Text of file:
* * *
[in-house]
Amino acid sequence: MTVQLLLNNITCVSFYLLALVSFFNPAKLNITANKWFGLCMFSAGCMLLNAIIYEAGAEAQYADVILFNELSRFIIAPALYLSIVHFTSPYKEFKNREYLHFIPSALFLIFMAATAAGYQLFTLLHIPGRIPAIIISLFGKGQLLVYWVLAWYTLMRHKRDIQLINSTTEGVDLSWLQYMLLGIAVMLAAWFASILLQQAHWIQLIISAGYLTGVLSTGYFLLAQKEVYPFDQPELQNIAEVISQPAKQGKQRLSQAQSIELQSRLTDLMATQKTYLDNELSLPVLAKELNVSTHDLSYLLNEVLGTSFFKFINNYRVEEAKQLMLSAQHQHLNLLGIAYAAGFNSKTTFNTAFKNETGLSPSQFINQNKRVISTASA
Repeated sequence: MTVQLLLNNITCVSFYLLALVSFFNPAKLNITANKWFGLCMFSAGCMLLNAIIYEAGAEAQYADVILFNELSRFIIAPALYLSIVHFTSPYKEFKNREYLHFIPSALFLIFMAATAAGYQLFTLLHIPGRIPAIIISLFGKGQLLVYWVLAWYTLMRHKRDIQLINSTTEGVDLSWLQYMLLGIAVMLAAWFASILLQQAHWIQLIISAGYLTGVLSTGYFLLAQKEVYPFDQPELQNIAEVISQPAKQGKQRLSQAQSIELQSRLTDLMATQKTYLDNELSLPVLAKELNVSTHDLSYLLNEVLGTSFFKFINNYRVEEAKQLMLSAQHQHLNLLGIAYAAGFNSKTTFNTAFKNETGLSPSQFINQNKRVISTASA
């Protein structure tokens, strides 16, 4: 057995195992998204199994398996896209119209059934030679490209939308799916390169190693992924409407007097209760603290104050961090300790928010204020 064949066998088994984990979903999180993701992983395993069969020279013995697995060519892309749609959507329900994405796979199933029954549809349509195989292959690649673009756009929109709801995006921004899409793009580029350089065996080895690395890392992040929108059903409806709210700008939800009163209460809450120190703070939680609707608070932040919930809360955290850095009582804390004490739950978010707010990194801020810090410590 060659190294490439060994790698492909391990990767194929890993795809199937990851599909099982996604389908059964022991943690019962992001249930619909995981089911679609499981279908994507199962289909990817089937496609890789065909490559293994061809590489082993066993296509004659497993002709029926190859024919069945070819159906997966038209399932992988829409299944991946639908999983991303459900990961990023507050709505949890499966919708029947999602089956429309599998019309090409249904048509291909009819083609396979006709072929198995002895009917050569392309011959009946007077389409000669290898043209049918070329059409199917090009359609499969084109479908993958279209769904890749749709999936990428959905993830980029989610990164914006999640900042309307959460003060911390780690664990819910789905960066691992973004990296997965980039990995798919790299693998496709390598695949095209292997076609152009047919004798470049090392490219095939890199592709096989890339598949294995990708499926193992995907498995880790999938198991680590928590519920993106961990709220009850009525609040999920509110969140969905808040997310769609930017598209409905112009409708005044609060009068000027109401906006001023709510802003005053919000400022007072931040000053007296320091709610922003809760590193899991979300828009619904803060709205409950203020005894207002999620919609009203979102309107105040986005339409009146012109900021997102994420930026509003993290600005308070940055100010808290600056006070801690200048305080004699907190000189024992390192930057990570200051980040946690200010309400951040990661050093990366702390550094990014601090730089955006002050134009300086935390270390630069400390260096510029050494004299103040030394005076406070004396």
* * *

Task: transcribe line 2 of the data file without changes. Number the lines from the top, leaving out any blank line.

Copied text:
Amino acid sequence: MTVQLLLNNITCVSFYLLALVSFFNPAKLNITANKWFGLCMFSAGCMLLNAIIYEAGAEAQYADVILFNELSRFIIAPALYLSIVHFTSPYKEFKNREYLHFIPSALFLIFMAATAAGYQLFTLLHIPGRIPAIIISLFGKGQLLVYWVLAWYTLMRHKRDIQLINSTTEGVDLSWLQYMLLGIAVMLAAWFASILLQQAHWIQLIISAGYLTGVLSTGYFLLAQKEVYPFDQPELQNIAEVISQPAKQGKQRLSQAQSIELQSRLTDLMATQKTYLDNELSLPVLAKELNVSTHDLSYLLNEVLGTSFFKFINNYRVEEAKQLMLSAQHQHLNLLGIAYAAGFNSKTTFNTAFKNETGLSPSQFINQNKRVISTASA